Monday 1 February 2021


There is much talk about the value of money as the government shovels €uromillions at ordinary folk whose livelihoods have been terminated by the pandemic. Apparently we don't need to ask where the money is coming from because interest rates are so low that governments can borrow money from the future and pay back ounces in the tonne in 30 years time. Money, both folding and chinking, is worth what it is because someone stoutly maintains that this piece of paper can buy you a bun and a latte and we all [lit] buy into this fantastic notion. The value is wholly arbitrary . . . until it's not; and a particular coin or note can acquire premium value because of its rarity or associations. Presumably the 2p coin that struck soccer star Rio Ferdinand in the face in 2012 could be sold for more than 2p. Provenance and a copper-fastened audit trail is essential to connect the event with the artifact. Otherwise it will be like the fragments of the true cross which together could re-roof St Patrick's Cathedral.

When I was at school in England, there would be occasional fads about coins. That was reasonably healthy because the urge to accumulate a "collection" wasn't siphoning money off to a rapacious middle man as with Pok√©mon cards or Hairdorable dolls. One thing we'd do is try to collect a penny for every date in the 20thC and the lads would be paying attention to their change and swapping their dupes until the fad faded and the next cool thing gained traction. There were books available where information about relative rarity and value [depending on condition naturally] were exhaustively listed. I knew that I'd never get a penny from my birth year [R] because only one was minted that year in the UK. Actually, the lads at the Mint struck several but kept only one. There is an outside chance that one or more of these super-rare coins were half-inched by someone on the Mint payroll. But dealers / auctioneers will look really carefully at any that are presented because it is much more likely that one of the numbers in the date has been carefully grafted from another coin. It's worth the trouble because it would be worth £'000s if you could pass one off.

The other interesting penny is 1933, a year when there was a glut of circulating coins and so no more were required . . . except for memorial sets. These were in demand for inserting under the foundation stones of public buildings that were constructed in that year. Less than ten years later, thousands of public buildings were destroyed in the Blitz and it's possible that some enterprising and numismatically aware people went in for some targetted rubble clearance.  In the run up to Decimalization in 1970-71 there was a flurry of interest in old pennies before they were demonetized. Some truly enterprising cons did their homework and excised the foundation stone from the church of St. Cross, Middleton, West Yorkshire and made off with a 1933 penny. It's not worth Lotto money, and it might be difficult to fence it, but a 1933 penny was sold for £150,000 in 2016 in California. Check out Ireland's Own OldCurrencyExchange for rich details with statistics and clues for fakery.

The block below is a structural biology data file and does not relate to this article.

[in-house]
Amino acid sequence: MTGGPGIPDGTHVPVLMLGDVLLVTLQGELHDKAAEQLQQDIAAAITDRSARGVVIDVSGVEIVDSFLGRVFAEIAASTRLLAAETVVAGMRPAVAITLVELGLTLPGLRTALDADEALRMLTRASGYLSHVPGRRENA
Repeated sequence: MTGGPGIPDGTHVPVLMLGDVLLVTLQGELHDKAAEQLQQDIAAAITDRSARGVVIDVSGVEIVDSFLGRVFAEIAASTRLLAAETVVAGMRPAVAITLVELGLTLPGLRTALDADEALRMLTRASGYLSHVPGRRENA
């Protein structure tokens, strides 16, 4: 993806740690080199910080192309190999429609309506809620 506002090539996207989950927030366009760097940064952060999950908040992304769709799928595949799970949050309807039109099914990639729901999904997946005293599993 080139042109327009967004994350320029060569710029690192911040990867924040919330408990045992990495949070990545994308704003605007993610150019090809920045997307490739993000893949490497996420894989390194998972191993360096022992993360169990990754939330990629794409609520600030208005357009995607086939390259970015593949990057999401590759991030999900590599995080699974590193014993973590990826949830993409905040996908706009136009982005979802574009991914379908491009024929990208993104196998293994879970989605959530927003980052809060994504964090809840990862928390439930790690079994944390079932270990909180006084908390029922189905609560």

One of my few regrets is that I didn't salt away £2 worth of old pennies [N=480] when they could be had for £2. An old penny was at the time the largest and heaviest coin circulating in Europe: they weigh in at 9g and are a chunky 31mm across. Just the thing for card games like Newmarket that require monetary tokens. I have a canvas bag full of miscellaneous world coins but it's not the same thing as having a uniform set of real money. Weirdly, since the New Year I've just established myself in an 'office' upstairs where the central heating works. A little oak desk, which I've had since ever, is just big enough to hold my laptop and the external keyboard. One of the pigeon holes is full of 35mm film canisters full of small change left over from my pre-euro days as an international traveller. One of them is full of British shillings aka a Bob! [that's 12 pennies in old money] and my previous self seems to have filleted out and kept a run of these coins from 1948 49 50 51 xx 53 xx 55 56 57 58 59 60 61 62 63 64 xx 66.These coins sell for ~£1 on Ebay = 20x face value.

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